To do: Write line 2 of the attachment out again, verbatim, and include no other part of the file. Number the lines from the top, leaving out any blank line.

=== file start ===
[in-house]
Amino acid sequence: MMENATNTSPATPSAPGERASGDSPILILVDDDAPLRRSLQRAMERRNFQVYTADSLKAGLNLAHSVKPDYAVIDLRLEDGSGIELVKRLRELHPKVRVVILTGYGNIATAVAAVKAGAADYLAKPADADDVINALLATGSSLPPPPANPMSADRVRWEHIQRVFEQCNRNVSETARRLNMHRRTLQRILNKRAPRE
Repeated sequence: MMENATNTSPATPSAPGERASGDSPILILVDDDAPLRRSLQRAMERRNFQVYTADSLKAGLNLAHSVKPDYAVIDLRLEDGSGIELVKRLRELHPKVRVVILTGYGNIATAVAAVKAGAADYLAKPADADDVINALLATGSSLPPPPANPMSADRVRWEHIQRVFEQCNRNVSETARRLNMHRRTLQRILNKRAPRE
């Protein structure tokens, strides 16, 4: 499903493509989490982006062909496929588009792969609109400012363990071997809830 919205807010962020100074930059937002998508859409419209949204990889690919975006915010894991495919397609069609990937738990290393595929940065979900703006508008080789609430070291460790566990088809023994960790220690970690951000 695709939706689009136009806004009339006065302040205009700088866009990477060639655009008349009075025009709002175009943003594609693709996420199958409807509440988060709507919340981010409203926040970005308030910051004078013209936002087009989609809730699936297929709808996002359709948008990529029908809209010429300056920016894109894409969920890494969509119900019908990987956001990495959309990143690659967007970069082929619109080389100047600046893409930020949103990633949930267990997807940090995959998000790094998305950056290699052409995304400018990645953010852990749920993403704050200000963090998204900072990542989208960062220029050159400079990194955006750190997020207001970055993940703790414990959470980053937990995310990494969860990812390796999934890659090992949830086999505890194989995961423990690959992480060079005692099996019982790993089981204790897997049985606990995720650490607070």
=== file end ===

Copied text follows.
Amino acid sequence: MMENATNTSPATPSAPGERASGDSPILILVDDDAPLRRSLQRAMERRNFQVYTADSLKAGLNLAHSVKPDYAVIDLRLEDGSGIELVKRLRELHPKVRVVILTGYGNIATAVAAVKAGAADYLAKPADADDVINALLATGSSLPPPPANPMSADRVRWEHIQRVFEQCNRNVSETARRLNMHRRTLQRILNKRAPRE